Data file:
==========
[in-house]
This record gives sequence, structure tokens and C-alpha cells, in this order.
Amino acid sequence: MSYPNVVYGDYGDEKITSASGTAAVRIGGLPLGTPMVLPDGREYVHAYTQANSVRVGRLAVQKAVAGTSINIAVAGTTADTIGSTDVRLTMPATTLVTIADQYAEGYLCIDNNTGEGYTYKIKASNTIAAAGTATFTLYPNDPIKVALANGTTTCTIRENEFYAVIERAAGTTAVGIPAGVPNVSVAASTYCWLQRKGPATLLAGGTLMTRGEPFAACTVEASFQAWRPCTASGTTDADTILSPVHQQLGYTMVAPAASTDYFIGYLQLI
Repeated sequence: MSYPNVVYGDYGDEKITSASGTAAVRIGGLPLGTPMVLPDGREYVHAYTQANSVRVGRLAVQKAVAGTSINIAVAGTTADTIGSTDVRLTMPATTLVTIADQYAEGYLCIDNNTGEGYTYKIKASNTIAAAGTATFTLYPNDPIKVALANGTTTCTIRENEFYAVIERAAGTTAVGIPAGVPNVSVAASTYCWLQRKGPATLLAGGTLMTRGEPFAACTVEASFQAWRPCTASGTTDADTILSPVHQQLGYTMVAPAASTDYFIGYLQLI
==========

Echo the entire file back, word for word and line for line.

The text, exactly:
[in-house]
This record gives sequence, structure tokens and C-alpha cells, in this order.
Amino acid sequence: MSYPNVVYGDYGDEKITSASGTAAVRIGGLPLGTPMVLPDGREYVHAYTQANSVRVGRLAVQKAVAGTSINIAVAGTTADTIGSTDVRLTMPATTLVTIADQYAEGYLCIDNNTGEGYTYKIKASNTIAAAGTATFTLYPNDPIKVALANGTTTCTIRENEFYAVIERAAGTTAVGIPAGVPNVSVAASTYCWLQRKGPATLLAGGTLMTRGEPFAACTVEASFQAWRPCTASGTTDADTILSPVHQQLGYTMVAPAASTDYFIGYLQLI
Repeated sequence: MSYPNVVYGDYGDEKITSASGTAAVRIGGLPLGTPMVLPDGREYVHAYTQANSVRVGRLAVQKAVAGTSINIAVAGTTADTIGSTDVRLTMPATTLVTIADQYAEGYLCIDNNTGEGYTYKIKASNTIAAAGTATFTLYPNDPIKVALANGTTTCTIRENEFYAVIERAAGTTAVGIPAGVPNVSVAASTYCWLQRKGPATLLAGGTLMTRGEPFAACTVEASFQAWRPCTASGTTDADTILSPVHQQLGYTMVAPAASTDYFIGYLQLI